Sunday, January 02, 2005

on stinginess and sweets

I share the resentment that other Americans feel about the "stingy" comment, which UN Undersecretary-General for Human Affairs Jan Egeland directed not only at the US, but at rich Western nations in general (see here for Egeland's clarifications).

However, if we have to choose one thought over another as the guiding thought for the day, I submit that "We can always do more" is a better thought to keep than "Don't tell me I'm stingy." Why?


He sat down opposite the treasury, and watched the crowd putting money into the treasury. Many rich people put in large sums. A poor widow came and put in two small copper coins, which are worth a penny. Then he called his disciples and said to them, "Truly I tell you, this poor widow has put in more than all those who are contributing to the treasury. For all of them have contributed out of their abundance; but she out of her poverty has put in everything she had, all she had to live on."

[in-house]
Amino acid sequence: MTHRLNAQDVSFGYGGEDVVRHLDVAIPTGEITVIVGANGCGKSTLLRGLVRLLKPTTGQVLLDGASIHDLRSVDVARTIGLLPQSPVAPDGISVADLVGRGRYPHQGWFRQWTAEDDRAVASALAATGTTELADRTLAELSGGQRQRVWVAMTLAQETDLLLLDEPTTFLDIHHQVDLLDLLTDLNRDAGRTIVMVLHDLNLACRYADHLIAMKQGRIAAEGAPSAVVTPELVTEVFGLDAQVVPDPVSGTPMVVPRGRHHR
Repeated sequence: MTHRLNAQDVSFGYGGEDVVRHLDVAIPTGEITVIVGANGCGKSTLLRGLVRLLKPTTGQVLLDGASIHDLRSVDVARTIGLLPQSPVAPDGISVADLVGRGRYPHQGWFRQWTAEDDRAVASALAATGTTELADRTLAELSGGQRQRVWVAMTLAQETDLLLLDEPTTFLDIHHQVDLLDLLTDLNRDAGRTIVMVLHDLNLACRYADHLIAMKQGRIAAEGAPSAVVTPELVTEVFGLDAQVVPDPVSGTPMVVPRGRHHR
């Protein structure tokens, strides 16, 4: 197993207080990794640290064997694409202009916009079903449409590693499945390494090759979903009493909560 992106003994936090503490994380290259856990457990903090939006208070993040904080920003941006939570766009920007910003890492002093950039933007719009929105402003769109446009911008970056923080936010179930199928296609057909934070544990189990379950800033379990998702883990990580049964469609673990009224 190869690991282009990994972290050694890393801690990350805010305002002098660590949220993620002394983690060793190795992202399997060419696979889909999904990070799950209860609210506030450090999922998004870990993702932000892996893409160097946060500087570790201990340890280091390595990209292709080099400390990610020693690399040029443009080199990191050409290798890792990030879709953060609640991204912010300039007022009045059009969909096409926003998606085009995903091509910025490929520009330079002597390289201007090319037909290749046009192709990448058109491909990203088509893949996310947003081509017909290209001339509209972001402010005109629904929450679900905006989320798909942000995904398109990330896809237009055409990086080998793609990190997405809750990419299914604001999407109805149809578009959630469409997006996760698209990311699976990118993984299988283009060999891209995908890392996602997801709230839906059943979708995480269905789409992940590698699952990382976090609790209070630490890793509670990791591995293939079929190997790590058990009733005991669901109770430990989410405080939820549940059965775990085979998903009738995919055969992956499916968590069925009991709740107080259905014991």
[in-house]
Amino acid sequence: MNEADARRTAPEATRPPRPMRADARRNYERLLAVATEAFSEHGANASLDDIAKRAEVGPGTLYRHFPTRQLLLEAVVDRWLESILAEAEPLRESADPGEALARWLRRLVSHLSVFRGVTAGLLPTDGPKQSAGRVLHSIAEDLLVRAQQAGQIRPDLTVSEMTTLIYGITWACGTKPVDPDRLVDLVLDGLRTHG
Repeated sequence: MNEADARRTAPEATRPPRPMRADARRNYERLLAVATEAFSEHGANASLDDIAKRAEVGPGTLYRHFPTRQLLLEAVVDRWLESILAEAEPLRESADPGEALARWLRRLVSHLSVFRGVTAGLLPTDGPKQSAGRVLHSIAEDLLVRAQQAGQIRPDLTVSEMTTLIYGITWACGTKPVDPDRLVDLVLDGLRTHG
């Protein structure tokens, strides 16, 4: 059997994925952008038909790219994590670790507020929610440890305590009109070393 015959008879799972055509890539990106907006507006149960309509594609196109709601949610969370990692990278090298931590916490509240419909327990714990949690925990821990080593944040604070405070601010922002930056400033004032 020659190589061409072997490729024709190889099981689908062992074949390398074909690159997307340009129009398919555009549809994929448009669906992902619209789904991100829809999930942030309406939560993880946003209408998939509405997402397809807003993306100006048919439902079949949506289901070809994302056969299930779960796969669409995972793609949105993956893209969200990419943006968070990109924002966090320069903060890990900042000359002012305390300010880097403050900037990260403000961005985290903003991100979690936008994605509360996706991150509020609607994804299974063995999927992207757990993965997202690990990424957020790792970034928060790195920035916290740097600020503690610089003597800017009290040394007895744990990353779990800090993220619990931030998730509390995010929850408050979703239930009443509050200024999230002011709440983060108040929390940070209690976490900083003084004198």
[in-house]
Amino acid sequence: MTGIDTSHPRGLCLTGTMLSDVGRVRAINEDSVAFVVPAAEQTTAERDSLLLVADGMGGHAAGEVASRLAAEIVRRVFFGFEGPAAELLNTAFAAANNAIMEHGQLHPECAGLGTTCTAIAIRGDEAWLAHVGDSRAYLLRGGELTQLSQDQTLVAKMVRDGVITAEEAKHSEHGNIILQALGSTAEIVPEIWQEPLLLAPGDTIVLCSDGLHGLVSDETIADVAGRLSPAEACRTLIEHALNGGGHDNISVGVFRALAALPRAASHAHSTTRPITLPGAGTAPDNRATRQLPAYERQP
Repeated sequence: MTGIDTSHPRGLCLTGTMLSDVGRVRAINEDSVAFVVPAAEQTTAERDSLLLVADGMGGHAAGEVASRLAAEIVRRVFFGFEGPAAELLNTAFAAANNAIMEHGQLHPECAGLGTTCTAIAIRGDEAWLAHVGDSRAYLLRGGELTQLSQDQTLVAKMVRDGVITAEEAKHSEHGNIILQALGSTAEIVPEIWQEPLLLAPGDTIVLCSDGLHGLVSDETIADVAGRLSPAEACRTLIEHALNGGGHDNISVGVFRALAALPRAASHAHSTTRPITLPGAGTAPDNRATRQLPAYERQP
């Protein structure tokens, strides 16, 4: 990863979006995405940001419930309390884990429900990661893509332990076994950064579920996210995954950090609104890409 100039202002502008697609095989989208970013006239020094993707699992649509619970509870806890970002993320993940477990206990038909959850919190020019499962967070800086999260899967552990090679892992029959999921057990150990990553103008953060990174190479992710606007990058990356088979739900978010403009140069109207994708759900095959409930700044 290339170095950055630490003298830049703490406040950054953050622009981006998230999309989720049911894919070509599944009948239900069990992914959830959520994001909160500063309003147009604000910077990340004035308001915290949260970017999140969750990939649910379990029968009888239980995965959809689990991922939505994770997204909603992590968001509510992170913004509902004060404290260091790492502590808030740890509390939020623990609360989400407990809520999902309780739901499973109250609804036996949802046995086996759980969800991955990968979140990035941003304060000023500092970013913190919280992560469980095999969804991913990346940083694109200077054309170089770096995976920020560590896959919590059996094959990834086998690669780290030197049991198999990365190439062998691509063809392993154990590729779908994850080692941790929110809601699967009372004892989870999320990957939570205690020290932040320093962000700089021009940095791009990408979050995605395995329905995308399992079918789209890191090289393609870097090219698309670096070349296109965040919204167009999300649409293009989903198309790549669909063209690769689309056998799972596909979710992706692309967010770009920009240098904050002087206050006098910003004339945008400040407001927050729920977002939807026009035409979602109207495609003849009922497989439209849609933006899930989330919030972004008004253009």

--Mark 12:41-44, NRSV

A recent entry at Satan's Anus made a good point: "Charity is good, but commerce is better." We can help the tsunami-afflicted countries by buying their products (see here for more). If you've got a sweet tooth, you might want to give Sri Lankan jaggery cake a try. It's sugary, rich, and reminds me of gingerbread, even though it doesn't contain ginger. I could easily become addicted to the stuff. (Here's an entry on jaggery. To its shame, has no entries for jaggery cake.)


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